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There is a new era of optical fiber ribbon cables. These designs use flexible ribbons to boost fiber density with a factor of 2 or more. Like anything good factor, this improvement includes trade-offs. In the following paragraphs, we explain these industry-offs that will help you understand regardless of whether this new technology is a fit for you.

Conventional optical fiber ribbons (or flat ribbons) have long been employed for greater SZ stranding line. Ribbonized fibers are easier to manage in large numbers than free fibers. Flat ribbons can also be mass fusion spliced, which is up to 6 occasions faster than solitary fiber splicing.

Flat ribbons squander space within a barrier tube, and can focus pressures on fibers at the corner of the ribbon pile.

Figure 1. Flat ribbons waste space within a buffer pipe, and can focus stresses on fibers at a corner of the ribbon pile.

But, flat ribbons use a fundamental shortcoming. When cabled, a pile of flat ribbons is like a “square peg in a circular opening.” (See Shape 1.) Barrier pipes are generally round, meaning the space featured in yellowish is wasted. When exterior aspects deliver the stack in touch with the pipe wall structure, in addition, it concentrates stresses on the fibers at the edges of the stack.

Flexible ribbons resolve these issues by stunning a give up. The dwelling that binds the person fibers together is made looser, so a flexible ribbon can change shape without breaking apart. But, it has to still hold together well sufficient to be dealt with effectively during mass fusion splicing. Figure 2 shows a flexible ribbon (top) as well as a flat ribbon (base). Observe just how the colour series of individual fibers is taken care of in the versatile ribbon with no fibers becoming bound tightly set up with a thick layer of matrix materials.

In contrast to flat ribbons (base), flexible ribbons (top) have a free structure. This structure suits circular tubes more efficiently.

Shape 2. Unlike flat ribbons (base), flexible ribbons (top) have a free structure. This structure fits into circular tubes better.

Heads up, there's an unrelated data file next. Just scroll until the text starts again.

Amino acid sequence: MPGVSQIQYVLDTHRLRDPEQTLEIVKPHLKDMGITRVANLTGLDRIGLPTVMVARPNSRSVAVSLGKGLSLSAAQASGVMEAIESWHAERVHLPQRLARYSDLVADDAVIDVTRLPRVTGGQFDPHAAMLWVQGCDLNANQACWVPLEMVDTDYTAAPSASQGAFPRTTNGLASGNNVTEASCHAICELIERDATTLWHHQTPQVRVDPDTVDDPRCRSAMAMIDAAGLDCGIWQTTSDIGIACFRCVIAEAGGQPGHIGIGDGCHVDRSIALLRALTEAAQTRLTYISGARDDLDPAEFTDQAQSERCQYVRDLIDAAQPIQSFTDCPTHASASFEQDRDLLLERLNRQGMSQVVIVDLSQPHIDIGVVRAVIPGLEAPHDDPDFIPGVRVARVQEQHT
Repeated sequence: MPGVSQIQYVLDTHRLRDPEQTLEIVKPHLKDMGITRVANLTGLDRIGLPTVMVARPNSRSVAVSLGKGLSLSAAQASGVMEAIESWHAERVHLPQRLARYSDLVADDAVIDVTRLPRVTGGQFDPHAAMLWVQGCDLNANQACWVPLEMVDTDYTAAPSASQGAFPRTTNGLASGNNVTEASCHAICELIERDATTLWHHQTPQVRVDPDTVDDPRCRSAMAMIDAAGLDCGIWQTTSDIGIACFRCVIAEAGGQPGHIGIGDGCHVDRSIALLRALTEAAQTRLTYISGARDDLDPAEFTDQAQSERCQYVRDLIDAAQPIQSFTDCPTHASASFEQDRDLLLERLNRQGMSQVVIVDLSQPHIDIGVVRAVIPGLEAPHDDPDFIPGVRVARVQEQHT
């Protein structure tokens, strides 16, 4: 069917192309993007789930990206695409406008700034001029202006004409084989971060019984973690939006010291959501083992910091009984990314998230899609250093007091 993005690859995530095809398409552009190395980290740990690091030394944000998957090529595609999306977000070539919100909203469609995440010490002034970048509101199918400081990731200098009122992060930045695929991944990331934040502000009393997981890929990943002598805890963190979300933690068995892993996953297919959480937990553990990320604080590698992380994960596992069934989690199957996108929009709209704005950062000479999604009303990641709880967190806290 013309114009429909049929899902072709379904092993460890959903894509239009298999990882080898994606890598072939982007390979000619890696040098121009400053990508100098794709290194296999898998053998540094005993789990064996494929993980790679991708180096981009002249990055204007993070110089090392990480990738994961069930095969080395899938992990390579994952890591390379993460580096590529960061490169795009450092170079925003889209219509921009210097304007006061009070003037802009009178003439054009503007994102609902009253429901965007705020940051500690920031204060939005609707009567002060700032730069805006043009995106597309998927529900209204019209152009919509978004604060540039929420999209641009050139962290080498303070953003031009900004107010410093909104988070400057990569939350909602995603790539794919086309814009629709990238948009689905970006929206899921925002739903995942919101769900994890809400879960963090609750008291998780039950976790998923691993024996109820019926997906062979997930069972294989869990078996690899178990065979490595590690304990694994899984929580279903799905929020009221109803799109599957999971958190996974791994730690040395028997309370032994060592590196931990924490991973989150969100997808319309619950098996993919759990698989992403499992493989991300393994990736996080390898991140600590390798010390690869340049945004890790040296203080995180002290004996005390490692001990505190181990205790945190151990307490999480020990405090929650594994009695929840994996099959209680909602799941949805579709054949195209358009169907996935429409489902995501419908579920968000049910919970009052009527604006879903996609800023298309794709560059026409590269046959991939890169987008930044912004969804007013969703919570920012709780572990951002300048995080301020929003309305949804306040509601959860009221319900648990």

Flexible ribbons conform to the space they are in – no longer square pegs in round openings. When versatile ribbons are pressed up against the inside of a buffer pipe, pressure is distributed more than numerous fibers – not just the ones at the edges of any stack. This permits more fiber to become placed in to the exact same space. Shape 3 shows an 864-count flat ribbon cable television (left) alongside a 1,728-count flexible ribbon cable (right). The tubes in the left cable include 144 fibers in flat ribbons. The pipes on the right contain 288 fibers in versatile ribbons. Each wires include regular 250-micron fibers and can fit in a 1-1/4” duct. Yet, in spite of having two times the cable air wiper, the 1,728-count flexible ribbon cable television is slightly smaller compared to the 864-count with flat ribbons.

A 1,728-count flexible ribbon cable television (right) is small compared to a flat ribbon cable television (left) with fifty percent the fiber count.

Figure 3. A 1,728-count versatile ribbon cable (right) is smaller than a flat ribbon cable (left) with half the fiber count.

Could It Be a Match to suit your needs?

Versatile ribbon cables had been originally developed for Hyper Scale Data Facilities (HSDCs). Most folks imagine a 1,728-fiber cable as size XXL. But, it’s an entrance-level fiber count in lots of HSDCs, where it’s common to have several such cables entering each developing. These cables typically interconnect structures without having branching, tapering, or mid-period accessibility of any kind. These 2 factors push HSDC cable designers to prioritize high-fiber density more than anything else. If you are not developing an HSDC, your goals may be different. So, let’s take a look at 7 distinctions among versatile and flat ribbon wires that may effect traditional OSP programs.